10:34, July 11 125 0 abajournal.com

2018-07-11 10:34:04
Hundreds of reunited immigrant families released with ankle monitors; US seeks waiver for detention

The Trump administration is releasing hundreds of reunited immigrant families with ankle monitors, and has at least temporarily stopped criminal prosecutions of immigrants who enter the country with their children.

The decision to release the families comes as the administration faces court decisions requiring reunification of immigrant families and requiring the release of children from detention within 20 days, the New York Times reports.

The government began reunifying children under the age of 5 with their parents on Tuesday, as required by a court order in a lawsuit by the American Civil Liberties Union. Some children did not recognize their parents, according to the Times.

Matthew Albence, Immigration and Customs Enforcement’s executive associate director of enforcement and removal operations, outlined the new policy when he spoke with reporters on Tuesday. Parents with “children under the age of 5 are being reunited with their children and then released and enrolled into an alternative detention program” requiring ankle bracelets, he said.

A Justice Department lawyer had told U.S. District Judge Dana Sabraw of San Diego on Monday that it expected to reunite at least 54 immigrant children under the age of 5 with their parents by Sabraw’s Tuesday deadline. On Tuesday, however, the government expected there would be only 38 reunions out of 102 families with children under the age of 5. Sabraw has set a second, July 26 deadline for the reunification of families over the age of 5.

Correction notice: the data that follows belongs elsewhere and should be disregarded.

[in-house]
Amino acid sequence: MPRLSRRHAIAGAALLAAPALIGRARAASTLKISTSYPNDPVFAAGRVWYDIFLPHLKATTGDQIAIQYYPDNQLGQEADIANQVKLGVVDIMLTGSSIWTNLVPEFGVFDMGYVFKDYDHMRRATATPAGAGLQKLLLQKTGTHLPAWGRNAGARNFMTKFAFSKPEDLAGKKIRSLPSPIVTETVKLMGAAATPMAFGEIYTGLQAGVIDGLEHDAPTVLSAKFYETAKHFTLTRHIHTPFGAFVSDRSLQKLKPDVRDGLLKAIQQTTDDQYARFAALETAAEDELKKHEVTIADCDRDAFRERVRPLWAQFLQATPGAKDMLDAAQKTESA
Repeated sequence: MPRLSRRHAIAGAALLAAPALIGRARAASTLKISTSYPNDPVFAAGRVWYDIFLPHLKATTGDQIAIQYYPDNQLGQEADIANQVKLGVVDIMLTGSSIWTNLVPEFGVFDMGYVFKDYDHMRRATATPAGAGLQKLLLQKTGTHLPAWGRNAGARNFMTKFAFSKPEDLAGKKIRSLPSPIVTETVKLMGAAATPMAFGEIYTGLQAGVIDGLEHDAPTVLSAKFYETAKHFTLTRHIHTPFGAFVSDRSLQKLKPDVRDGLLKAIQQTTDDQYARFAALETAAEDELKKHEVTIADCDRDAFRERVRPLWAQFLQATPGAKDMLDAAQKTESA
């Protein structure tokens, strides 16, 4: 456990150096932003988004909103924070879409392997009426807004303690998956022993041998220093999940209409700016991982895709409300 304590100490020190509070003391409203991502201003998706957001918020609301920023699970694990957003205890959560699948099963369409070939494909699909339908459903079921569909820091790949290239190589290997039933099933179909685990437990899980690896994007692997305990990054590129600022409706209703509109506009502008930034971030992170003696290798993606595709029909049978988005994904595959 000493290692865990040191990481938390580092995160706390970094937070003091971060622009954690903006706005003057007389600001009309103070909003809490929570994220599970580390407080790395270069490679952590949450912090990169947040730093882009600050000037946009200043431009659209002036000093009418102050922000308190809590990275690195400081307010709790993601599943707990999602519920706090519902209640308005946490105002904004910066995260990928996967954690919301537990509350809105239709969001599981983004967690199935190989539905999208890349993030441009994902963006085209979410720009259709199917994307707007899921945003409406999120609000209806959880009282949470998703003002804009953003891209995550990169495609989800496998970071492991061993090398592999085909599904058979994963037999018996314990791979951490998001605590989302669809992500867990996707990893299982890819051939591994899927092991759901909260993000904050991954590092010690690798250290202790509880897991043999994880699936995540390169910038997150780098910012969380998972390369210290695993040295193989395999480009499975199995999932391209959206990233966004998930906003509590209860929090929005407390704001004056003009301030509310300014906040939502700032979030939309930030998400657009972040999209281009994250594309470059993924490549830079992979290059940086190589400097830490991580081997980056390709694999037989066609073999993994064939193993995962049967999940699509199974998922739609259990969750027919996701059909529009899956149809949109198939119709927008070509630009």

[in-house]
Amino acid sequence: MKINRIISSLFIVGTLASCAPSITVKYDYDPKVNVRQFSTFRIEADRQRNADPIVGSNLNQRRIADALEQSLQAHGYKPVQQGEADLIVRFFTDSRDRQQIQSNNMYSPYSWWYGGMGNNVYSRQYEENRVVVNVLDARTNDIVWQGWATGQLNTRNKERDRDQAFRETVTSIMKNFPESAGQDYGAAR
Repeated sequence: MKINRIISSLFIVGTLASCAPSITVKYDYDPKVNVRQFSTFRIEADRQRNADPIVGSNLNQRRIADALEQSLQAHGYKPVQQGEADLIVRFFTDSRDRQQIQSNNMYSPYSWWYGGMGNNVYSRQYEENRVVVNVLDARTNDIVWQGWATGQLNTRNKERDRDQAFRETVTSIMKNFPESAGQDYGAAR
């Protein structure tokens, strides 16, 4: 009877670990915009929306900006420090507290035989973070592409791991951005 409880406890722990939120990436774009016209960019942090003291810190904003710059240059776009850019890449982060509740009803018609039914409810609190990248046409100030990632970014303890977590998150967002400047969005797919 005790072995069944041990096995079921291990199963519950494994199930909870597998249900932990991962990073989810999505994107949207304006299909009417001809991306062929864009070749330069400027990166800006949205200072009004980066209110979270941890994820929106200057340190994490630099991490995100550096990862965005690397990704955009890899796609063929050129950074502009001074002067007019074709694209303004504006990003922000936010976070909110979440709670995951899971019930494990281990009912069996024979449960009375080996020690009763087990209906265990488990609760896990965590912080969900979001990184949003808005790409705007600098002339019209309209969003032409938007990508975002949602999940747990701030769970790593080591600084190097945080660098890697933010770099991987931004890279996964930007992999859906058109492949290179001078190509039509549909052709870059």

Despite the government’s inability to fully comply with the deadline, Sabraw refused to modify his deadlines, according to a press release by the American Civil Liberties Union and coverage by the Times and Courthouse News Service. “These are firm deadlines; they’re not aspirational goals,” Sabraw said. The case is Ms. L v. ICE.

Sabraw said the government should streamline the reunification process, and should not use DNA tests to determine parentage unless documents were not available.

Sabraw said he would consider a government motion to let parents decide whether their children should remain in detention with them, or be released to Health and Human Services where they can be held in licensed facilities. If he grants the motion, the government could stop releasing the immigrants.

That possibility was raised Monday when U.S. District Judge Dolly Gee of Los Angeles refused to modify the so-called Flores settlement that requires children to be released from detention within 20 days to the least restrictive setting possible. Children who aren’t released to an adult must be in a licensed program.

Gee said in her decision that detained parents could waive their children’s rights under the Flores settlement if they wanted to choose reunification.